Thanks for the movie recommendation. I rarely watch movies, and that's a bad thing, easily corrected.

"Odd and Sods" always brings up too much to comment on. I ought to rant on my own blog which I haven't touched in months.

JoJo said...

Excellent odds & sods!! I'm glad Ashley Judd said what she said. I hate it when people get upset at someone for either speaking their mind, or telling the truth.

Rep. Hastings is from my state? How weird, never heard of him.

My alienated punk rock self came up with my own pledge of allegiance when I was a senior in high school. My homeroom teacher didn't find it at all amusing when I would recite my version while the rest of the class was reciting theirs. Oh well...I was 16. What did I know?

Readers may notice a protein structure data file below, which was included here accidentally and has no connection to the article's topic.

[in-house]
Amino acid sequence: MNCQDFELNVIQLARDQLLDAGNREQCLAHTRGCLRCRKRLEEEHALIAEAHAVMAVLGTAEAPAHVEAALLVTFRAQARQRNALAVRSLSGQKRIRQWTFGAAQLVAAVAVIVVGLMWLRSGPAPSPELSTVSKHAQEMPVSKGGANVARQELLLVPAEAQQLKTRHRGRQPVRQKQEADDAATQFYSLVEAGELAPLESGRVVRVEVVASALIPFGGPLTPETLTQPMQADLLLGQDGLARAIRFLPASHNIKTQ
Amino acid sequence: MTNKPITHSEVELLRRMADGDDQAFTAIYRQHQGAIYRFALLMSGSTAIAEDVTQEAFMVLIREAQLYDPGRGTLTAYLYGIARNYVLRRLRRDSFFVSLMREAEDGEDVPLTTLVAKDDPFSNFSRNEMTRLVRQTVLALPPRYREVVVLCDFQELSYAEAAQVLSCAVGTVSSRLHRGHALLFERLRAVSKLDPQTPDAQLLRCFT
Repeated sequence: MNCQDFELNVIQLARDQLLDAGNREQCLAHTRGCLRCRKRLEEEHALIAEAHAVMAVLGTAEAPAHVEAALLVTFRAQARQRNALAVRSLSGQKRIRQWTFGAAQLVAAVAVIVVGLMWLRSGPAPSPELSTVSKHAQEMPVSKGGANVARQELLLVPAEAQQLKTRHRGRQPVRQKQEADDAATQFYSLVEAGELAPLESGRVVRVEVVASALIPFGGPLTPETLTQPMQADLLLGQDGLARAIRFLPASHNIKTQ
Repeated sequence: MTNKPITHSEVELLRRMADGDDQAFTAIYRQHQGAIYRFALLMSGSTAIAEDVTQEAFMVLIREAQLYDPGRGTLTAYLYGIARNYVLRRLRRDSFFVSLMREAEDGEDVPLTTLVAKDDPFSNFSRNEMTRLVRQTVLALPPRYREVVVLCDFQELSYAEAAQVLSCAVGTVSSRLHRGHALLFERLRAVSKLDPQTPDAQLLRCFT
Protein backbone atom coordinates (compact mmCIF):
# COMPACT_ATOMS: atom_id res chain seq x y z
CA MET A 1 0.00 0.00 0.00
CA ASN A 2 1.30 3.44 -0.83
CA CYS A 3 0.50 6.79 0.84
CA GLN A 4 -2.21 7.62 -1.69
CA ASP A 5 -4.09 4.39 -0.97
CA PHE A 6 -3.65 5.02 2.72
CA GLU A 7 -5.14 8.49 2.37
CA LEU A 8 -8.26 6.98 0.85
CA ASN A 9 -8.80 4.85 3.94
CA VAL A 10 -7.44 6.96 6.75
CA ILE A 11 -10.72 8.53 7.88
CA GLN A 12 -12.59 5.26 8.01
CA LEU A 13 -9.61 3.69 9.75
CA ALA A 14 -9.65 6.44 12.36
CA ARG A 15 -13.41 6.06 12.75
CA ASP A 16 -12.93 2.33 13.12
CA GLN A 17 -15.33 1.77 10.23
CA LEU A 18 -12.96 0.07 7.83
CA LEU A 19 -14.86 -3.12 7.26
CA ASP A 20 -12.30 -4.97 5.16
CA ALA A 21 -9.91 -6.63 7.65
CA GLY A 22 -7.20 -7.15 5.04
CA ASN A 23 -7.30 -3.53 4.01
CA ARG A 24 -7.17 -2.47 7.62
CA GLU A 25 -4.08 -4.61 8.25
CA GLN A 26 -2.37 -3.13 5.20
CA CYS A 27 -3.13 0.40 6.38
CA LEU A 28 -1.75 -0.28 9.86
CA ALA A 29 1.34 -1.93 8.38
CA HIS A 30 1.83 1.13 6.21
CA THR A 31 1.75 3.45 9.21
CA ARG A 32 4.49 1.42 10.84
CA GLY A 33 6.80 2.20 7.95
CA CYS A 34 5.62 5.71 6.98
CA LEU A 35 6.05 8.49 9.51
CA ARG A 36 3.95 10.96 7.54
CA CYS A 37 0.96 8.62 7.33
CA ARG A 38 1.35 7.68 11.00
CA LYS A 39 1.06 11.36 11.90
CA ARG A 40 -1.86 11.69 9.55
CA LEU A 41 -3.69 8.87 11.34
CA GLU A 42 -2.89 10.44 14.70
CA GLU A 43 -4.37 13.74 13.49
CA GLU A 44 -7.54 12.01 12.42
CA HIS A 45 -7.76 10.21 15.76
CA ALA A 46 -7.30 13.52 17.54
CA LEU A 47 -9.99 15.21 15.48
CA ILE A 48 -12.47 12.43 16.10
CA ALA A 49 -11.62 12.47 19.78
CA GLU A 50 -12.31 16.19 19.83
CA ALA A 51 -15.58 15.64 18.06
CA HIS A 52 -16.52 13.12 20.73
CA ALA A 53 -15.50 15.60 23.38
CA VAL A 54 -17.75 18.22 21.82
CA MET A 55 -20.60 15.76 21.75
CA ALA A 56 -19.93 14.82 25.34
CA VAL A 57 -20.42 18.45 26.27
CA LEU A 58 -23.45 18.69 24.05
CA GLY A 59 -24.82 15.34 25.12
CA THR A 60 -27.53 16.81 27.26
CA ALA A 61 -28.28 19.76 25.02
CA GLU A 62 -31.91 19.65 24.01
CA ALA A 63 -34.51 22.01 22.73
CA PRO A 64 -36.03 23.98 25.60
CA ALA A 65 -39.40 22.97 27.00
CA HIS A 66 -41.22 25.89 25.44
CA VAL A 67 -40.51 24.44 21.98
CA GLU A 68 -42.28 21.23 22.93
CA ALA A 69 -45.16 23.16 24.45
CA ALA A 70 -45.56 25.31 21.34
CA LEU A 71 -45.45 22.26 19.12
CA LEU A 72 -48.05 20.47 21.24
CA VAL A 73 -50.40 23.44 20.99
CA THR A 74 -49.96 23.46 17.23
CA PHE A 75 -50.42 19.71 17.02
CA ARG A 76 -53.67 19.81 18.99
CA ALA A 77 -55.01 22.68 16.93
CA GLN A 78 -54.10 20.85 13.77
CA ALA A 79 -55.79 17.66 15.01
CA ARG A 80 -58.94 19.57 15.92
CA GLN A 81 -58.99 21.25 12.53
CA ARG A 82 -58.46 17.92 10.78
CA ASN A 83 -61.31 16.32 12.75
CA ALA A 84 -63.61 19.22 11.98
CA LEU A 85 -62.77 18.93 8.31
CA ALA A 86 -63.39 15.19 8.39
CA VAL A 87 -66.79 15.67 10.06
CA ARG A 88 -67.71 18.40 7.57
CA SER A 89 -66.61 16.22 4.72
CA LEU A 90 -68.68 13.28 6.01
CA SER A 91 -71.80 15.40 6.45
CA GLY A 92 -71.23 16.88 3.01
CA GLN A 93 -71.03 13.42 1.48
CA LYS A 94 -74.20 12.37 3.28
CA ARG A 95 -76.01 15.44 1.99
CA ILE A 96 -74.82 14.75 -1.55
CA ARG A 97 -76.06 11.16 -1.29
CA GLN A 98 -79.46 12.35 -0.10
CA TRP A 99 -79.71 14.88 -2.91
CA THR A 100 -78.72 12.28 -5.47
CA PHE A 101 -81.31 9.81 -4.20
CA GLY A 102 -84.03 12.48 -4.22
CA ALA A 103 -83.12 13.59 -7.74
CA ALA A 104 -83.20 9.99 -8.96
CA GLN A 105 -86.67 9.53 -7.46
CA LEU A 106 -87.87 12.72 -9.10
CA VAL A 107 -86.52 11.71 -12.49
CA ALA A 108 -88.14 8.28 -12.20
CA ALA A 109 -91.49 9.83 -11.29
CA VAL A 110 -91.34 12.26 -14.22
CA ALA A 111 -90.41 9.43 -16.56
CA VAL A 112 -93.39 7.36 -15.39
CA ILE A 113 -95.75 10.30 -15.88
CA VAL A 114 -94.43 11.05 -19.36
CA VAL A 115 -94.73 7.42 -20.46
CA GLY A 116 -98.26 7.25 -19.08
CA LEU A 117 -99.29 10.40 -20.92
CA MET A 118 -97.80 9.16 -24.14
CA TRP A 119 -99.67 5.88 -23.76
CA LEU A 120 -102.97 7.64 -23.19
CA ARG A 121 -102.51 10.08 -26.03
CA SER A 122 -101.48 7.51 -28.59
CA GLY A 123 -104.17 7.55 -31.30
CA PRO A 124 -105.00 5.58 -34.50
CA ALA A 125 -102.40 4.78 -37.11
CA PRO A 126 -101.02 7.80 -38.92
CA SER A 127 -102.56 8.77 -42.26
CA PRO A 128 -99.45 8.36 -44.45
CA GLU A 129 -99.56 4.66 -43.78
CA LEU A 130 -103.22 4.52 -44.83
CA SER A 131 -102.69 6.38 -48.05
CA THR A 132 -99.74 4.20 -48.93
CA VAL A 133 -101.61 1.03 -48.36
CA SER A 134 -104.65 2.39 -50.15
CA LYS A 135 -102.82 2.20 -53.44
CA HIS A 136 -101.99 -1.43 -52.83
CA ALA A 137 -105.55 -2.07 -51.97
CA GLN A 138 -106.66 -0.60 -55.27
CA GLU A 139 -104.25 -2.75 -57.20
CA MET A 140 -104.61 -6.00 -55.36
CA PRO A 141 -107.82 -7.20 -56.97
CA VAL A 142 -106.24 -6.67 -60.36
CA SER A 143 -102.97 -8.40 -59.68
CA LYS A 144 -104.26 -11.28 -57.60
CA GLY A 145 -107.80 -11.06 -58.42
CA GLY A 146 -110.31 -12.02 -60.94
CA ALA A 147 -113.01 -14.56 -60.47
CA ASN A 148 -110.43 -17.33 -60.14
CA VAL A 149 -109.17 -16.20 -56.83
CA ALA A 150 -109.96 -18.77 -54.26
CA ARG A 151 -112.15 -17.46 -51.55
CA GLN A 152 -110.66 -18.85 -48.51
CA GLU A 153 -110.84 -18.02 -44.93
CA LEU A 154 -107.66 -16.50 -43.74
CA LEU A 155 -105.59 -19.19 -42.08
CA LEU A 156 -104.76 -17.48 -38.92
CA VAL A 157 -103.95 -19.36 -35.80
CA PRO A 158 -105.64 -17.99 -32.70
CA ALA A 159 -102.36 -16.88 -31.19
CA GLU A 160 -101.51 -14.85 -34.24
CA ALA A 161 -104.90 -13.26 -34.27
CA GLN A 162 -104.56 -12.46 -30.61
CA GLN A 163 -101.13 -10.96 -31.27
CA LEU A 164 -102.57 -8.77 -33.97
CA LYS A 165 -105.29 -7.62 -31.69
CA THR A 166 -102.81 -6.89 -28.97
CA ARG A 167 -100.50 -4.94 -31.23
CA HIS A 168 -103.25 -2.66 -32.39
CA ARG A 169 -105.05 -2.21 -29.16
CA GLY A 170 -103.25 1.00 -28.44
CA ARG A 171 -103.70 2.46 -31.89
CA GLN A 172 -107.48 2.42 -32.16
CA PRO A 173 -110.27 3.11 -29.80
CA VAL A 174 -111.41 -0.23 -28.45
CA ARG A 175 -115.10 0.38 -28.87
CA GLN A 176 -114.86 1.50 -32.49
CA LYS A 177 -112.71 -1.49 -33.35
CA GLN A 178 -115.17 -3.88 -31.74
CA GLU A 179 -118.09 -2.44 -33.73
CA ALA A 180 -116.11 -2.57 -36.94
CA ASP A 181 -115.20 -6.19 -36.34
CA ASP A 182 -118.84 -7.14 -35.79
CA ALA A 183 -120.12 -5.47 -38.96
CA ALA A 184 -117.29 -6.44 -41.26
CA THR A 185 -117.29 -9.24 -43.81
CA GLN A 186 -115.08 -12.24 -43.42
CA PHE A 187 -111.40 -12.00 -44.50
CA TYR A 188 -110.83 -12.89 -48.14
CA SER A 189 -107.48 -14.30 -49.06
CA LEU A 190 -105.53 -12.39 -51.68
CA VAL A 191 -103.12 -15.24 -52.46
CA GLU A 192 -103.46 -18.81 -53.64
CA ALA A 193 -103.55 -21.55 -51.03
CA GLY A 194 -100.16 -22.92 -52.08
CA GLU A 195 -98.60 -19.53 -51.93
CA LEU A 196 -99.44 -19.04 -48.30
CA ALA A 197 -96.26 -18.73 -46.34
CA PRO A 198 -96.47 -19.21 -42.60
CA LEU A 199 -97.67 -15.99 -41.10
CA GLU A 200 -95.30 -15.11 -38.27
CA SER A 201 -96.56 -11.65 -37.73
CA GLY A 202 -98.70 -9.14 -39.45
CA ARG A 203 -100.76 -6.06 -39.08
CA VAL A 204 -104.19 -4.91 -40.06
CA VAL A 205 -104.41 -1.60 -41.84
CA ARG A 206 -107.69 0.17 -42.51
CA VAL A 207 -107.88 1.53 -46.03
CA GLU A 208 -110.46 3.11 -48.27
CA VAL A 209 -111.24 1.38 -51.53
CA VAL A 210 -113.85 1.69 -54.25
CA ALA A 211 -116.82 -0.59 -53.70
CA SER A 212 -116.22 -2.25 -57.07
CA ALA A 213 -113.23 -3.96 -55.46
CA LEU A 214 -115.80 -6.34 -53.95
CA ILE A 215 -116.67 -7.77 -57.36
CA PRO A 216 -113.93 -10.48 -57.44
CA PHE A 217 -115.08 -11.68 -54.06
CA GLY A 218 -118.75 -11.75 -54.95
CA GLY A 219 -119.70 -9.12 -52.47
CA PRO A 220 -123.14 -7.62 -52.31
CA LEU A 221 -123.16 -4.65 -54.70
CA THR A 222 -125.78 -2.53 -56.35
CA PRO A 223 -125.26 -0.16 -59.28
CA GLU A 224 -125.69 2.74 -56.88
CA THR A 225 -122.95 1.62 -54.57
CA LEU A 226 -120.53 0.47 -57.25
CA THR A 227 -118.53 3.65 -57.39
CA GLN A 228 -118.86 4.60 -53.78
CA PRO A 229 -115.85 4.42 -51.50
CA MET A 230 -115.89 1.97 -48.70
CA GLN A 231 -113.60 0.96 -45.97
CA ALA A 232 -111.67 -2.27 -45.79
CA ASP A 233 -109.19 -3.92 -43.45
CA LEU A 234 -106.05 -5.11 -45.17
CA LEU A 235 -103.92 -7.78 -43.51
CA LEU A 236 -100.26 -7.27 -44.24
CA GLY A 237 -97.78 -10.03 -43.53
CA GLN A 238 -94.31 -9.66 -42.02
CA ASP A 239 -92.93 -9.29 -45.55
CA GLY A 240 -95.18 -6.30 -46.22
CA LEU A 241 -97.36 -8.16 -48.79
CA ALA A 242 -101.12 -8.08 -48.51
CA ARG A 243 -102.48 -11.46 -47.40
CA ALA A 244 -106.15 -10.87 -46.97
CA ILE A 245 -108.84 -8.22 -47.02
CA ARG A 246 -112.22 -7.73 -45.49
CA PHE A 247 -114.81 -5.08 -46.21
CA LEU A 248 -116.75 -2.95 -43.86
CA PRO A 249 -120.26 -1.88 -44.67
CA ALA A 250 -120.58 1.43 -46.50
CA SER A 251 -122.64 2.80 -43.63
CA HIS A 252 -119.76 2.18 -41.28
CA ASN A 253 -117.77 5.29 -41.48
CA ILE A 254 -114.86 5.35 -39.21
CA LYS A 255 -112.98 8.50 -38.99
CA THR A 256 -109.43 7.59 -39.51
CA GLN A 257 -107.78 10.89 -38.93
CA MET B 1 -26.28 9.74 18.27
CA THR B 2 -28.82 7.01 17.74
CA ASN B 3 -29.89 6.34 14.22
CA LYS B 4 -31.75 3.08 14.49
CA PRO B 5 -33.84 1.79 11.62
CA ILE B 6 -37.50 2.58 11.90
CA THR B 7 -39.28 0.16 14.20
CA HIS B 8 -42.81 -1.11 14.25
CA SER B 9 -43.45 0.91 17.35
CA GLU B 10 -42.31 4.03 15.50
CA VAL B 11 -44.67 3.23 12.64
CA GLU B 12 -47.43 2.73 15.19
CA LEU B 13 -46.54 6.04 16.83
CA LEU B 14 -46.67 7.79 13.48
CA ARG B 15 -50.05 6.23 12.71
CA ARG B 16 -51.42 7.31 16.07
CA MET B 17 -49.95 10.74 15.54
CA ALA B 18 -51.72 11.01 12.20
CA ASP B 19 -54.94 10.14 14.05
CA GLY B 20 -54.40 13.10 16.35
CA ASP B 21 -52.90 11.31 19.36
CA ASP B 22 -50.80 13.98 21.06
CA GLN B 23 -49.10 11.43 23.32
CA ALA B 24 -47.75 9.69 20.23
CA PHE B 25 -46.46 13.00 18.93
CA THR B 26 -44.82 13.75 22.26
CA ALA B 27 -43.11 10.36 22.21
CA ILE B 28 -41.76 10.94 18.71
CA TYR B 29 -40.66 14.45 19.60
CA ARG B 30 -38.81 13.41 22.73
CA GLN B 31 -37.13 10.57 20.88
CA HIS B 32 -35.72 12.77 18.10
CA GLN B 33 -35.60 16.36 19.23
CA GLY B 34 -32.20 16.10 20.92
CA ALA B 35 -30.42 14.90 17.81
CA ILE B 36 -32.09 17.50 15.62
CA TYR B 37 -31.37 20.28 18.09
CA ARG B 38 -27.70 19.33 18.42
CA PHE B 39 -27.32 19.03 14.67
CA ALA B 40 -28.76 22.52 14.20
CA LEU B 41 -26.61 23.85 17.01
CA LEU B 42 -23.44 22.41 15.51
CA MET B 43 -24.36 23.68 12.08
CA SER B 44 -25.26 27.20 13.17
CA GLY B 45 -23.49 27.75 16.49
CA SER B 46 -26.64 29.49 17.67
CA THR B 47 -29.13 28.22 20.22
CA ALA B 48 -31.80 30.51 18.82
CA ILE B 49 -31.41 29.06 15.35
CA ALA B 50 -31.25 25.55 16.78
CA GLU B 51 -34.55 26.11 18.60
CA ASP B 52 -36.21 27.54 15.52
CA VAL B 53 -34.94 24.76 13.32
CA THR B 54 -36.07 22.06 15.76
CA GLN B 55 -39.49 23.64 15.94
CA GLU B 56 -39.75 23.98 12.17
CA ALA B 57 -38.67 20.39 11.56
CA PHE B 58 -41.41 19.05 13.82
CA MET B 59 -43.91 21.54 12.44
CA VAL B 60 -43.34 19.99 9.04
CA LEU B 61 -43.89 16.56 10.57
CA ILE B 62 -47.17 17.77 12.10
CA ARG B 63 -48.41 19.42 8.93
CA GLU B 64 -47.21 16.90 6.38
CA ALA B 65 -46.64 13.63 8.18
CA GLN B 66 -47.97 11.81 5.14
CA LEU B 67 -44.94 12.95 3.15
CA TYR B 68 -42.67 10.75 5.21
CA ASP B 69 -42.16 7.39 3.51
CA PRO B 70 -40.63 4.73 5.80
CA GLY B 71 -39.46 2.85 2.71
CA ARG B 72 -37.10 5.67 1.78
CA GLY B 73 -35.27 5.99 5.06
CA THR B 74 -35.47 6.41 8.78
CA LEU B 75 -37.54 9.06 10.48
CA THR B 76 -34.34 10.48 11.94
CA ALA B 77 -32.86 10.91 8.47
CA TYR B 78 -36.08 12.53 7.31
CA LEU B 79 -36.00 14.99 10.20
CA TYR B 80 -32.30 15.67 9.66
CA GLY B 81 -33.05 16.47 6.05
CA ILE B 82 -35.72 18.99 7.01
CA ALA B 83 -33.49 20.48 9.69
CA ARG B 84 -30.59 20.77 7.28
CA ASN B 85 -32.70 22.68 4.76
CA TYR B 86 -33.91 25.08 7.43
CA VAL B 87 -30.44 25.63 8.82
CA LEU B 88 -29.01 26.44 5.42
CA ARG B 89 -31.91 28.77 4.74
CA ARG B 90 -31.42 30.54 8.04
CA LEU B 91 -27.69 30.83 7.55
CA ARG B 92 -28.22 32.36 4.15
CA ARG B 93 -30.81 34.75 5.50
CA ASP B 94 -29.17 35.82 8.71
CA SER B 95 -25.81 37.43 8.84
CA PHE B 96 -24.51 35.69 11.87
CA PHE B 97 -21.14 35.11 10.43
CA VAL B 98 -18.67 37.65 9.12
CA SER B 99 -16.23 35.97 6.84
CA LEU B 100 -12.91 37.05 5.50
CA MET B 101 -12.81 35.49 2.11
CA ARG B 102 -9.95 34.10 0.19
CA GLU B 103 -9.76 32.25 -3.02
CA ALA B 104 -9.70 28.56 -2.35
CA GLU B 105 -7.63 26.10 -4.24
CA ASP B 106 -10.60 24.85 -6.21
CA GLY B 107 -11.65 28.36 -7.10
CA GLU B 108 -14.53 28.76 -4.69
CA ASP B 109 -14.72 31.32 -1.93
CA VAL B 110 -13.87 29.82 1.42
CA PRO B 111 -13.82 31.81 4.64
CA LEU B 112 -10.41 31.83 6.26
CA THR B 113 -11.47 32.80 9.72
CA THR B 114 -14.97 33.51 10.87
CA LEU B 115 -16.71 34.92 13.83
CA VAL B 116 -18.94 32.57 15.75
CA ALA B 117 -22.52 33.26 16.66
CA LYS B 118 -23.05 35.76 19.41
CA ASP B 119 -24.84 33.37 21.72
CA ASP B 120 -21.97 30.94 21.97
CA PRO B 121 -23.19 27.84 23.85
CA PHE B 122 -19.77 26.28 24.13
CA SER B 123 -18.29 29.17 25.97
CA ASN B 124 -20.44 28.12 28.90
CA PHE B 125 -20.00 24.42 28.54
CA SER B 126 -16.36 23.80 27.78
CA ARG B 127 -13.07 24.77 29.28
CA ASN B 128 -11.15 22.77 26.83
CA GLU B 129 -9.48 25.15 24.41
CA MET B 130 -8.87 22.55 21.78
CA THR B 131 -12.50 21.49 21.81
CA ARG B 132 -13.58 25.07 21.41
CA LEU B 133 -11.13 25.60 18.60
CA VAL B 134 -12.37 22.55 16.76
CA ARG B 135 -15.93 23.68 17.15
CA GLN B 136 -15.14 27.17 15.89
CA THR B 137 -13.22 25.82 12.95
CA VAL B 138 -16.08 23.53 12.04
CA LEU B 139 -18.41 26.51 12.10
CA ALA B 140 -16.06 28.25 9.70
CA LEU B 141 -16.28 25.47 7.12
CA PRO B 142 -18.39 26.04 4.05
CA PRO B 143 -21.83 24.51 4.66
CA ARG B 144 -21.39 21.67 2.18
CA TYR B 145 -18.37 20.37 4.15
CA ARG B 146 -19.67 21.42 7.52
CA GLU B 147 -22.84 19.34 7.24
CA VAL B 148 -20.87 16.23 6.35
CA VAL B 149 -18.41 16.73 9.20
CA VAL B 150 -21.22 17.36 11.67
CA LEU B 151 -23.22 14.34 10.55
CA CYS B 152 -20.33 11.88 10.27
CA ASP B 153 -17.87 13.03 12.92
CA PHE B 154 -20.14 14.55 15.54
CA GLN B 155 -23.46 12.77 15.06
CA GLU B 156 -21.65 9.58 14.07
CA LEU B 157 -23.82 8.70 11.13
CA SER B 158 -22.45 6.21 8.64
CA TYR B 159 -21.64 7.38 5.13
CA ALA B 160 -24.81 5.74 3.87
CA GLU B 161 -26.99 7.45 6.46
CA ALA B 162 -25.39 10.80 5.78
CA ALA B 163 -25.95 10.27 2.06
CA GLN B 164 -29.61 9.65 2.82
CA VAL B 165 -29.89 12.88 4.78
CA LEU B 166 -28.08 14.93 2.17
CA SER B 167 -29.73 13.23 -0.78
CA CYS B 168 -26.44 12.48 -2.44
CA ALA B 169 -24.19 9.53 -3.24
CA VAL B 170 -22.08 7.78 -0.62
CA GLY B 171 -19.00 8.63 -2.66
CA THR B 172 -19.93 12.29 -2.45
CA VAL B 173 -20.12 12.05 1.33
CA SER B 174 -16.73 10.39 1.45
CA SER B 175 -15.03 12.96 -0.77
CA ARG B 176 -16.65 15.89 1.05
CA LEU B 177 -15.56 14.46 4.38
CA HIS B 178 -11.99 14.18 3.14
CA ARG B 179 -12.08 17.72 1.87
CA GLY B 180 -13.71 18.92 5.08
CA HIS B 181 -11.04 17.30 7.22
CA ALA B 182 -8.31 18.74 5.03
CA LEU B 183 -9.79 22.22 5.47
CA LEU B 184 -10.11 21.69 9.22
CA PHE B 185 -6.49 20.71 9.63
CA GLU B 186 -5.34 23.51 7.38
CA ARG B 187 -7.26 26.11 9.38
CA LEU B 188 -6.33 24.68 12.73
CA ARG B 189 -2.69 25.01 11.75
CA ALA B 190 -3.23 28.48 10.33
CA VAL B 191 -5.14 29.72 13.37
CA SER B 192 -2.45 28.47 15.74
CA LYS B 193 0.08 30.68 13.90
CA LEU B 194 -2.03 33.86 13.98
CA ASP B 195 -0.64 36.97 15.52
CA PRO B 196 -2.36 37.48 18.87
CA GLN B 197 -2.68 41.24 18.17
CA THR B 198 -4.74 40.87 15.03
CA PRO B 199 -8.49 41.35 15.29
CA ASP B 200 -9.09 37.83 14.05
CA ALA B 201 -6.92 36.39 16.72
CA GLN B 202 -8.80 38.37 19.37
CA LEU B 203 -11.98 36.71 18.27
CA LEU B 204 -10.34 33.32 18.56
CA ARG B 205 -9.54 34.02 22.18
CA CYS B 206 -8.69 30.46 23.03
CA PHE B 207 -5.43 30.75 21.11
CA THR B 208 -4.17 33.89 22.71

sheila said...

I always liked Ashley Judd.
I'm grateful I don't eat a lot of fish now. Yuck.
The oil companies never cease to amaze me, but even more, it never ceases to amaze me how quickly things are 'forgotten' in this country. The stupidity is incredible. I saw a map not long ago of little dots in the Gulf... each one being an oil rig. It was sickening.

2020 said...

This has been the best and most interesting response to the Ashley Judd statement I've read